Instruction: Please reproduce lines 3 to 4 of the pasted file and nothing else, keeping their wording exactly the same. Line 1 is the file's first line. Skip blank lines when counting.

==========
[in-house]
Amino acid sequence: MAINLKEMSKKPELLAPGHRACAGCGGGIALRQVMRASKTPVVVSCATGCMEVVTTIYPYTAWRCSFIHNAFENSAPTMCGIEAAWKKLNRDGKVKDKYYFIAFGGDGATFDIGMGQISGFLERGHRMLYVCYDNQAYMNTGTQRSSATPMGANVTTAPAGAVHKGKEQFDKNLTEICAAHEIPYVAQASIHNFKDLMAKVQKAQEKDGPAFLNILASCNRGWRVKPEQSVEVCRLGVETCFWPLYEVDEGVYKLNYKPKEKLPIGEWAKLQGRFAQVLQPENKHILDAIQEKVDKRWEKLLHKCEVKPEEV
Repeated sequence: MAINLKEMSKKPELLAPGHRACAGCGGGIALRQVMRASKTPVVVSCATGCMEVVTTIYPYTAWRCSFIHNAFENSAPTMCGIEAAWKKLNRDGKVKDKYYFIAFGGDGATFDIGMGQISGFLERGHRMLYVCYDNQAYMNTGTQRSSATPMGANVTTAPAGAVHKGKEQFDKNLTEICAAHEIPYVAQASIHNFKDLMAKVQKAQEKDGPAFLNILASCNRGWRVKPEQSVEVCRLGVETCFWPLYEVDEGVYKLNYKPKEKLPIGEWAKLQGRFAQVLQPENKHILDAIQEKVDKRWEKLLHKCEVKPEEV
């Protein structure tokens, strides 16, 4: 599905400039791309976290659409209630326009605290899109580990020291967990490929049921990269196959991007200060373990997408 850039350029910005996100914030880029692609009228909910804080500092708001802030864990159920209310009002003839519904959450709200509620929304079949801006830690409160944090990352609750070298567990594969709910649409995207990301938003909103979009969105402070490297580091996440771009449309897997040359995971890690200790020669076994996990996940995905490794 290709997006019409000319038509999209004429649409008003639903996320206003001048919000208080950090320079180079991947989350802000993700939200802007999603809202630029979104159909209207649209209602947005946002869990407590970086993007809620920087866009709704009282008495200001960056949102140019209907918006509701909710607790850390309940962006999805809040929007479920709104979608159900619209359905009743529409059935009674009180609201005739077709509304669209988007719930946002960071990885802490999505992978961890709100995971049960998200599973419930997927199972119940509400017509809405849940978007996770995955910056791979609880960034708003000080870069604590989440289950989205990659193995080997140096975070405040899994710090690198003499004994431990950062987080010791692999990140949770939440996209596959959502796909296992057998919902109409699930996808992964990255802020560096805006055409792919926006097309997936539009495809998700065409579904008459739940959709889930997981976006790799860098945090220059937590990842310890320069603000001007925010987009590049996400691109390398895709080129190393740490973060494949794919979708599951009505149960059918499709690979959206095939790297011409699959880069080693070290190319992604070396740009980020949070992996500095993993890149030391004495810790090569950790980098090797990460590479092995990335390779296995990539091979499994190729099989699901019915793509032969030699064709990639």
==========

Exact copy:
Repeated sequence: MAINLKEMSKKPELLAPGHRACAGCGGGIALRQVMRASKTPVVVSCATGCMEVVTTIYPYTAWRCSFIHNAFENSAPTMCGIEAAWKKLNRDGKVKDKYYFIAFGGDGATFDIGMGQISGFLERGHRMLYVCYDNQAYMNTGTQRSSATPMGANVTTAPAGAVHKGKEQFDKNLTEICAAHEIPYVAQASIHNFKDLMAKVQKAQEKDGPAFLNILASCNRGWRVKPEQSVEVCRLGVETCFWPLYEVDEGVYKLNYKPKEKLPIGEWAKLQGRFAQVLQPENKHILDAIQEKVDKRWEKLLHKCEVKPEEV
């Protein structure tokens, strides 16, 4: 599905400039791309976290659409209630326009605290899109580990020291967990490929049921990269196959991007200060373990997408 850039350029910005996100914030880029692609009228909910804080500092708001802030864990159920209310009002003839519904959450709200509620929304079949801006830690409160944090990352609750070298567990594969709910649409995207990301938003909103979009969105402070490297580091996440771009449309897997040359995971890690200790020669076994996990996940995905490794 290709997006019409000319038509999209004429649409008003639903996320206003001048919000208080950090320079180079991947989350802000993700939200802007999603809202630029979104159909209207649209209602947005946002869990407590970086993007809620920087866009709704009282008495200001960056949102140019209907918006509701909710607790850390309940962006999805809040929007479920709104979608159900619209359905009743529409059935009674009180609201005739077709509304669209988007719930946002960071990885802490999505992978961890709100995971049960998200599973419930997927199972119940509400017509809405849940978007996770995955910056791979609880960034708003000080870069604590989440289950989205990659193995080997140096975070405040899994710090690198003499004994431990950062987080010791692999990140949770939440996209596959959502796909296992057998919902109409699930996808992964990255802020560096805006055409792919926006097309997936539009495809998700065409579904008459739940959709889930997981976006790799860098945090220059937590990842310890320069603000001007925010987009590049996400691109390398895709080129190393740490973060494949794919979708599951009505149960059918499709690979959206095939790297011409699959880069080693070290190319992604070396740009980020949070992996500095993993890149030391004495810790090569950790980098090797990460590479092995990335390779296995990539091979499994190729099989699901019915793509032969030699064709990639």